OSF HealthCare St. Elizabeth Medical Center in Ottawa has received designation as an Acute Stroke Ready Hospital from the Illinois Department of Public Health.
"This designation is a testament to the ongoing dedication that our Mission Partners have to providing our communities with high-quality care," said Ken Beutke, president of OSF St. Elizabeth. "Our caregivers work as a team while adhering to strict clinical practices to ensure our patients receive rapid care when it matters most."
The Primary Stroke Center Laws, passed in 2009 and updated in 2015, allow the IDPH to identify hospitals capable of providing emergent stroke care and directs EMS providers to transport possible acute stroke patients to these hospitals.
"This designation is a tribute to the collaborative teamwork between EMS services and the hospital’s emergency, diagnostic imaging, and laboratory departments,” stated Amanda Los, director of emergency services for OSF St. Elizabeth. "We put a lot of effort into streamlining processes for early identification and rapid diagnosis of stroke to ensure our patients receive high-quality and timely care."
"To maintain the ASRH designation, the hospital must meet specific criteria, and OSF St. Elizabeth has worked hard to achieve this," said Dr. Nicholas Reinhart, emergency medicine. "EMS can notify us of an incoming stroke patient, which results in the fastest treatment possible upon arrival, or quick transfer to OSF St. Anthony Medical Center in Rockford; our closest Comprehensive Stroke Center. This designation ensures our community has access to the highest levels of stroke care in the state."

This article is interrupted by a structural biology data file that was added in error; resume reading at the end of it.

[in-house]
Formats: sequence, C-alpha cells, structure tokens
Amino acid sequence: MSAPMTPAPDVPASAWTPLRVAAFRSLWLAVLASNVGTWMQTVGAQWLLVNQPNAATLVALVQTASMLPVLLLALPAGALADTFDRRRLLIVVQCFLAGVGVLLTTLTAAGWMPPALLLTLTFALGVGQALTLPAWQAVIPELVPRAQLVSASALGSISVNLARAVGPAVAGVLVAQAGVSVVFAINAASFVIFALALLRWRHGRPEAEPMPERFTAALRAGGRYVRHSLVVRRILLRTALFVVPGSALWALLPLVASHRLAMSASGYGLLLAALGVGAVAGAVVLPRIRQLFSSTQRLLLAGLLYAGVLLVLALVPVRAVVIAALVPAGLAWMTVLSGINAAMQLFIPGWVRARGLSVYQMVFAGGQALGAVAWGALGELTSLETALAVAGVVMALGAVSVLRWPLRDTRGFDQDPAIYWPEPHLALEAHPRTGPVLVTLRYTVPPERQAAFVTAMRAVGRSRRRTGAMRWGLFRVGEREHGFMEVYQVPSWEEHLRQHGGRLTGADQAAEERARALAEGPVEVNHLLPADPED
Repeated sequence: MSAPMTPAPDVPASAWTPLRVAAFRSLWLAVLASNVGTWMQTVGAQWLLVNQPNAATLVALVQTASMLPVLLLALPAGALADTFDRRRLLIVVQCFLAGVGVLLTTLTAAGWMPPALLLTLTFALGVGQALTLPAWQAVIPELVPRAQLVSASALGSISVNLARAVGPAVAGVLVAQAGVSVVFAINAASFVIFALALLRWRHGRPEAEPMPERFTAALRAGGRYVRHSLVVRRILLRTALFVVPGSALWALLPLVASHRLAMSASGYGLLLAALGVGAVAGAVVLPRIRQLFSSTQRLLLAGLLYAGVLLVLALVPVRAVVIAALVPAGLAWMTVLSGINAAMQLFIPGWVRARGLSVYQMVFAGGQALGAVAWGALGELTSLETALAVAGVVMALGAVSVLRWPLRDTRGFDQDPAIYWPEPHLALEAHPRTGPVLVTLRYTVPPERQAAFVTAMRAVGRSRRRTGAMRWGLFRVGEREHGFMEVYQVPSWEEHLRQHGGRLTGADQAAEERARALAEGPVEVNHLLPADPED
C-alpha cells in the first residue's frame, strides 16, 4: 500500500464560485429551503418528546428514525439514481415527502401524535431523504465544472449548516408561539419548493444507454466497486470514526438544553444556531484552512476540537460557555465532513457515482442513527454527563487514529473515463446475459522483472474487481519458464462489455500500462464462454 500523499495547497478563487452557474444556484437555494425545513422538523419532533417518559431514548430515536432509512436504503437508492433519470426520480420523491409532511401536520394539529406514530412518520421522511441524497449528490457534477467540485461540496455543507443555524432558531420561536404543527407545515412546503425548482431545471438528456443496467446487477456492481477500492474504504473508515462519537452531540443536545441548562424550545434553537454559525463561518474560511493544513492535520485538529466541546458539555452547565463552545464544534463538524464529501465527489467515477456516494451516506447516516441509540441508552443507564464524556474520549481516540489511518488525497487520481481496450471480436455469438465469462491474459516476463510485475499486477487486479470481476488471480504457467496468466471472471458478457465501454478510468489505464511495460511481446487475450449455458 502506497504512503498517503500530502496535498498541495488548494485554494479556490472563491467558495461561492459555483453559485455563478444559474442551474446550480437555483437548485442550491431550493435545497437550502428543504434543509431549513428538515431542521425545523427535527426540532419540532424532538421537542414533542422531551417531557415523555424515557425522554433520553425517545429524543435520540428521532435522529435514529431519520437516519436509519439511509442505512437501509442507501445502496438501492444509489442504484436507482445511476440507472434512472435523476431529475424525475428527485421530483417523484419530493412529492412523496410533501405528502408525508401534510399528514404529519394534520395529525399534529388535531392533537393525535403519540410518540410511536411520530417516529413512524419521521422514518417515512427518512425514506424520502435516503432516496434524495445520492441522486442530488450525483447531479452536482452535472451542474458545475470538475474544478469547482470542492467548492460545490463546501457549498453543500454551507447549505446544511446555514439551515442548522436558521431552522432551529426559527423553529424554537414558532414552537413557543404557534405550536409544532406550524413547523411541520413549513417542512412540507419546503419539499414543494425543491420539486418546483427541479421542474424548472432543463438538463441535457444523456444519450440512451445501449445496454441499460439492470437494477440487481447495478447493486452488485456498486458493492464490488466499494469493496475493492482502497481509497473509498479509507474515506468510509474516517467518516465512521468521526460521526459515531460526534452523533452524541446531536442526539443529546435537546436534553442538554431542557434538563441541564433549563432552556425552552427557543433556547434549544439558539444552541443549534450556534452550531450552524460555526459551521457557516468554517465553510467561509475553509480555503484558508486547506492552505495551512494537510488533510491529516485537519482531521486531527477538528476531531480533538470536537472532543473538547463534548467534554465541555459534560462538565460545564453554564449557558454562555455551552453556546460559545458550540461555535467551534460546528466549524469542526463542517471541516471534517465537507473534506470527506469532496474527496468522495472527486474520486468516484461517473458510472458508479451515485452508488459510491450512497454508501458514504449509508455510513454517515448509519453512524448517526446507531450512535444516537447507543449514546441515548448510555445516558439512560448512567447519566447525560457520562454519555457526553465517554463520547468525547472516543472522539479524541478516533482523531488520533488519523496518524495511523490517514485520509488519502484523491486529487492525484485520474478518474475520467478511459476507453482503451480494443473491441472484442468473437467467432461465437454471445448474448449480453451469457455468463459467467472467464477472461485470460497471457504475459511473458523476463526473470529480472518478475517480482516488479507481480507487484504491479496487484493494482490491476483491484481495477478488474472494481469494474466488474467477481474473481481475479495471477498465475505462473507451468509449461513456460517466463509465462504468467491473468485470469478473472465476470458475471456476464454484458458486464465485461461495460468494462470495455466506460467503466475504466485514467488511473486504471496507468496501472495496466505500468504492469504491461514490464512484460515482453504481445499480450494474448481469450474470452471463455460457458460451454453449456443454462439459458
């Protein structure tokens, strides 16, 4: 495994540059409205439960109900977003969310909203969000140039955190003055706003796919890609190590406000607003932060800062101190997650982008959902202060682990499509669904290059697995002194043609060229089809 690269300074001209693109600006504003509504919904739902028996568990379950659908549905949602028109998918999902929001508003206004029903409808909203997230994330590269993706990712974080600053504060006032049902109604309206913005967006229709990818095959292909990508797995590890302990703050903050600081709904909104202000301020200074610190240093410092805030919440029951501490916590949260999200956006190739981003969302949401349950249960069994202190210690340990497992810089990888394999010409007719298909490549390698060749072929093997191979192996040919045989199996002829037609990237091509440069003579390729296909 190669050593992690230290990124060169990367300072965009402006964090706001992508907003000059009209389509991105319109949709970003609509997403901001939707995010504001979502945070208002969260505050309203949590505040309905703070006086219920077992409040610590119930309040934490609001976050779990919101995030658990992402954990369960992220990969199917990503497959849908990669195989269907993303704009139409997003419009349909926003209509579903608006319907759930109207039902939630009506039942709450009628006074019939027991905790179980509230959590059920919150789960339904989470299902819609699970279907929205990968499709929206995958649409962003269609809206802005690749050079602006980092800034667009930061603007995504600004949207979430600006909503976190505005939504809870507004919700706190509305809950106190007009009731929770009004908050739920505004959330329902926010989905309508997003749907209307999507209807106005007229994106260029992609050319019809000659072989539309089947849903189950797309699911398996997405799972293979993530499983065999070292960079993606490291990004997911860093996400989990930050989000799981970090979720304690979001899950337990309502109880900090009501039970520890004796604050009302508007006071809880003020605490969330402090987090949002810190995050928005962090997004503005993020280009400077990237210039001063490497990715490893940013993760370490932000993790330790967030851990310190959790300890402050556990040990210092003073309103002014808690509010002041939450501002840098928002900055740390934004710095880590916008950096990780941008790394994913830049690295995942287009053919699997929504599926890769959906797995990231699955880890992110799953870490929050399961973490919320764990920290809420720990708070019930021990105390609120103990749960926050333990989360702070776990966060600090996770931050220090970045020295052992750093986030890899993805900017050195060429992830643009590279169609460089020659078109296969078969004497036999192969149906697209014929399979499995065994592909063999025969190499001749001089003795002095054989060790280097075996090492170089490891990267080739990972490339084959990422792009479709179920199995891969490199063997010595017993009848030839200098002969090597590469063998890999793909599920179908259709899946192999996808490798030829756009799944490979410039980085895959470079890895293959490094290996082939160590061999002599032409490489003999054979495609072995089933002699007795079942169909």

To receive the designation, hospitals must measure their outcomes and times to treatment and are subject to random inspections by the state.
In the event of a stroke, think FAST, an easy way to remember the sudden signs of a stroke:
Face: Ask the person to smile or show teeth. Is the person's smile uneven or one side drooping?
Arm: Ask the person to raise both arms. Does one arm drift downward?
Speech: Ask the person to repeat a simple sentence, like "The sky is blue." Is the speech slurred? Is the sentence repeated correctly?
Time: If one of these symptoms is present, don't drive; call 911 and check the time for when the first symptoms appeared.